Tag Archives: unruly passenger

798 Satellite Communications

Satellite communications for aviation with the Executive Director of Aviation at Iridium Communications Inc. In the news, we’ve lost an aviation icon, a DOT Office of Inspector General report looks NextGen, an unruly passenger pays the price, a second Boeing whistleblower dies, the declining value of frequent flyer programs, and squawking the 7700 emergency distress code.

Guest

Logo of satellite communications provider Iridium Communications.

John Peterson is the Executive Director of Aviation at Iridium Communications Inc., a satellite communications company offering global voice and data coverage. John helps deliver Iridium’s safety, voice, and data solutions to pilots and operators. John is an aviation enthusiast and private pilot who has worked in the industry for 30 years in different roles, including engineering, product management, and leadership roles at Boeing, Collins, Gogo, and Honeywell.

Iridium provides an L-band service with signals that pass through weather effectively. The Ku-band and Ka-band frequencies used by others have higher data rates but are more susceptible to degradation caused by weather. Because of the L-band reliability, those frequencies are permitted for safety applications.

John explains that the infrastructure for ground-based communication is robust in the U.S., but not so over the ocean. Thus, satellite communications are necessary for flights over areas without ground stations.

We learn that the Iridium “legacy” satellites have a data rate of 2.4 kbps while the new Iridium Certus® satellites offer a faster 700 kbps. John explains the orbital planes of the Iridium Low Earth Orbit satellites and how data gets to ground stations via cross-links between satellites.

John tells us about GA applications for satellite communications and the value-added resellers. We also explore critical infrastructure support, narrow-band IoT (direct-to-device) technologies,  and how low-cost hand-held transponders could bring significant value to aviation.

Aviation News

Dick Rutan, co-pilot of historic round-the-world flight, dies aged 85

Dick Rutan was a USAF pilot, a Vietnam War veteran who flew 325 missions, and a test pilot. He flew the first unrefueled non-stop flight around the world with Jeana Yeager in the Rutan Voyager, designed by his brother Burt. Dick Rutan and Mike Melvill flew two Rutan Long-EZ kit aircraft around the world as the Spirit of EAA Friendship World Tour. Dick set the point-to-point distance record in a ground-launched, rocket-powered aircraft. He died from complications of Long COVID in Coeur d’Alene, Idaho, on May 3, 2024. He was 85.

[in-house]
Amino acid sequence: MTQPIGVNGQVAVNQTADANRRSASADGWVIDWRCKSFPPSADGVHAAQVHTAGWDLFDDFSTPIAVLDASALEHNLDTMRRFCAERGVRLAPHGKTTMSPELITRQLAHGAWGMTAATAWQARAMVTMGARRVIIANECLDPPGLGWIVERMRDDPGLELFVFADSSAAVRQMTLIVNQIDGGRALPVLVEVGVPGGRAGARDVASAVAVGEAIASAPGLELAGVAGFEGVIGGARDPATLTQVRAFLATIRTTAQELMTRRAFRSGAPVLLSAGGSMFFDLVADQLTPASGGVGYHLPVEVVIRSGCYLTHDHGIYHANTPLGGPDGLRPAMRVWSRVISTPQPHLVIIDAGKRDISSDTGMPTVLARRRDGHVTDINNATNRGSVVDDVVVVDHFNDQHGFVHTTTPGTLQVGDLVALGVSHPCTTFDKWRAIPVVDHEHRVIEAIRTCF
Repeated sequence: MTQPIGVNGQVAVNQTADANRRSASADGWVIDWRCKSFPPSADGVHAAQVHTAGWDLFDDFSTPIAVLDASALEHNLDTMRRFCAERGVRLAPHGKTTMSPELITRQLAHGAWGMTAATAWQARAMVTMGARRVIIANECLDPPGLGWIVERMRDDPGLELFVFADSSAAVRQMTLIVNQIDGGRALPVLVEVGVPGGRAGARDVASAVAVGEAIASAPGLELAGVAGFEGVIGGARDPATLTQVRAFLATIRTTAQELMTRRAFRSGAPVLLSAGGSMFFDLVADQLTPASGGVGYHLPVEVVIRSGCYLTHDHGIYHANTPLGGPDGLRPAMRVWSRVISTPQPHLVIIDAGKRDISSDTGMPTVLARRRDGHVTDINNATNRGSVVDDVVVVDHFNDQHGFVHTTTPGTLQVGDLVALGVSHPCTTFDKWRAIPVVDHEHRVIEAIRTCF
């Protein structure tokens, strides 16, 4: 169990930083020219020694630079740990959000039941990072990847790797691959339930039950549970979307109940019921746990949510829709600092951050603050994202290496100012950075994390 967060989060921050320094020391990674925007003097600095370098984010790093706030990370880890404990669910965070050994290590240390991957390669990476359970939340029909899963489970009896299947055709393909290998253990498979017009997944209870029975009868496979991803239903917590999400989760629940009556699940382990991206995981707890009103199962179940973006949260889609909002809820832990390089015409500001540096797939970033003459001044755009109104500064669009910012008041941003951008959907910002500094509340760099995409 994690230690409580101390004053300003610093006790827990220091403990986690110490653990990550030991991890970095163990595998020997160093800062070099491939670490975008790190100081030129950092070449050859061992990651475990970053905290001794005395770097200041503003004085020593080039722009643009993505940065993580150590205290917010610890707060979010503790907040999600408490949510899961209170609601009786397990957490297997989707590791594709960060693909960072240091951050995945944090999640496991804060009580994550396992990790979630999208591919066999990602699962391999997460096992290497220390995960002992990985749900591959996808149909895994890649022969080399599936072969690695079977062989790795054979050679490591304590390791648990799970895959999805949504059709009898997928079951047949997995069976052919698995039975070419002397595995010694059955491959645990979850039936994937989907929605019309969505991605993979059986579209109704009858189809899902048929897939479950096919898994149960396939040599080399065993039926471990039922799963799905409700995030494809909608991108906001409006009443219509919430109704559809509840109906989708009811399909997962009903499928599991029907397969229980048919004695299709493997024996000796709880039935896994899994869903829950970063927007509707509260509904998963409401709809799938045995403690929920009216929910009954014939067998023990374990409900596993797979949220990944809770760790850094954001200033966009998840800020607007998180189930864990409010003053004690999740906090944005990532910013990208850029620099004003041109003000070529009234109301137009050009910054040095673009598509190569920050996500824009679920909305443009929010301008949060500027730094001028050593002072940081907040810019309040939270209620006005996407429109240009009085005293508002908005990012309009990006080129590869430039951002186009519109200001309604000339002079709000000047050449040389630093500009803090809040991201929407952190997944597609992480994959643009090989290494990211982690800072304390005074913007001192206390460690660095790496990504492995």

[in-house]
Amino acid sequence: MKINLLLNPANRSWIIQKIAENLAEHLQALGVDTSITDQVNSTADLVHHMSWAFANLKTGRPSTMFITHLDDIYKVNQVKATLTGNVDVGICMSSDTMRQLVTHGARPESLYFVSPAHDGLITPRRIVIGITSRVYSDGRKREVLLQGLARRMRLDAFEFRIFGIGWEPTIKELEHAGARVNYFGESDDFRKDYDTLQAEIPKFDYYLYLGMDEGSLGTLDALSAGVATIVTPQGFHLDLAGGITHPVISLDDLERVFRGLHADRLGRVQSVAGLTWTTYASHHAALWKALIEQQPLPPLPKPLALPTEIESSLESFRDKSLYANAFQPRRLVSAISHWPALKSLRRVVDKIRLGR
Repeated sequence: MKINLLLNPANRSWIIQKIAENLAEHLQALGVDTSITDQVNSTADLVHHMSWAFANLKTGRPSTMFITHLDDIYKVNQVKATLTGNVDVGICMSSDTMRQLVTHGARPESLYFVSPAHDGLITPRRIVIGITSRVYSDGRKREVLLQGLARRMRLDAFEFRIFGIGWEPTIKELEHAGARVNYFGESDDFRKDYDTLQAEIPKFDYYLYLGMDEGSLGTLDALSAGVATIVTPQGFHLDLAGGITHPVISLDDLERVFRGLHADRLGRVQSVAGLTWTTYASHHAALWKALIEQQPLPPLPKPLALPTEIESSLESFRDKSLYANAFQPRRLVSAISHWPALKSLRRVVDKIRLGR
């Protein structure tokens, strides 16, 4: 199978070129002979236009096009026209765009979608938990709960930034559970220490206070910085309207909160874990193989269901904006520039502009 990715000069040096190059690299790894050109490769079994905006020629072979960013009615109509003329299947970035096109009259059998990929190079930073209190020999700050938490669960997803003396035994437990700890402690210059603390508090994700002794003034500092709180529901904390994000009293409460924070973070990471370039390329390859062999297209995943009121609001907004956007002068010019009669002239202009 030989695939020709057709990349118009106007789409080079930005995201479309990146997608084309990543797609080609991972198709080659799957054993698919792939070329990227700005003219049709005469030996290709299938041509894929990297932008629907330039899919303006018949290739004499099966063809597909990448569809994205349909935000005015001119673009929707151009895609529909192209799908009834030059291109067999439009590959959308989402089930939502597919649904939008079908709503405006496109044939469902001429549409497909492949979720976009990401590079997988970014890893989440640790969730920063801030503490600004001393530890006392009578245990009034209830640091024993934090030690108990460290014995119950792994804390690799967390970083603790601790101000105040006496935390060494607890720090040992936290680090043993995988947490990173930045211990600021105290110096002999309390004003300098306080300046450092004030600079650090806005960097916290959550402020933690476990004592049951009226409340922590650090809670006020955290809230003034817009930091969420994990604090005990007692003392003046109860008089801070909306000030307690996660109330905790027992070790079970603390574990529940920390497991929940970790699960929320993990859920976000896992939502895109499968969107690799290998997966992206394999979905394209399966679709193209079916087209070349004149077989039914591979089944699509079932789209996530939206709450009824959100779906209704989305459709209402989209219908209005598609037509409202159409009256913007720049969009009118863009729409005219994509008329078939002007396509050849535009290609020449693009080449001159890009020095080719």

DOT Inspector General Report Faults FAA NextGen Progress

The Next Generation Air Transportation System (NextGen), is a large-scale FAA initiative to modernize the U.S. National Airspace System (NAS). According to the FAA, “NextGen… has modernized air traffic infrastructure in communications, navigation, surveillance, automation, and information management with the aim of increasing the safety, efficiency, capacity, predictability, flexibility, and resiliency of American aviation. NextGen’s scope includes airport infrastructure improvements, new air traffic technologies and procedures, and safety and security enhancements.”

The U.S. Department of Transportation’s Office of Inspector General (OIG) report says the NextGen air traffic management technology is not living up to FAA promises.

See: FAA’s Report on Air Traffic Modernization Presents an Incomplete and Out-of-Date Assessment of NextGen [PDF] from the OIG.

A United Airlines passenger got “belligerent” with flight attendants. Here’s what that will cost him.

A passenger from Chelmsford, England on a flight from London to Newark, New Jersey had a loud argument with his girlfriend. Then he started yelling at a flight attendant. Court documents indicate that he was verbally and physically aggressive. The TSA said, “When flight attendants asked [the man] to be quiet and attempted to calm him, he became belligerent, threatening, and intimidating towards them. He also said that he would “mess up the plane.” The man was restrained and the plane diverted to Bangor, Maine. On March 22, 2024, he pleaded guilty to one count of interfering with a flight crew and was sentenced to time already served and ordered to pay United Airlines $20,638.

Was Foul Play Involved in the Boeing Whistleblowers’ Deaths? People Are Definitely Worried About It.

A second Boeing whistleblower has died, in this case, the man was 45 and passed after becoming suddenly ill. Two months ago, another whistleblower was found dead in his truck from a gunshot wound.

The bad news about your airline points

It’s harder to gain status on Delta, Alaska has increased points needed for some destinations, American limited what tickets earn points (based on where you bought the tickets), some airlines stopped posting redemption charts so you don’t know what your points are worth, airlines sometimes charge more for “mileage multipliers” than what the points are worth, and some airlines charge a fee to transfer points.

Mystery of Why Multiple Flights Over Belgium Suddenly Started Transmitting Emergency Distress Call in Quick Succession Has Been Solved 

At least four aircraft flying over Belgium squawked the 7700 emergency distress code at about the same time. Observers were curious about why, but the controller asked them to squawk 7700 when rerouting them through airspace where the military was conducting training.

Mentioned

Graphic for the Rockets and Rotors special exhibit at the American Helicopter Museum & Education Center.

Hosts this Episode

Max Flight, Rob Mark, our Main(e) Man Micah, and David Vanderhoof.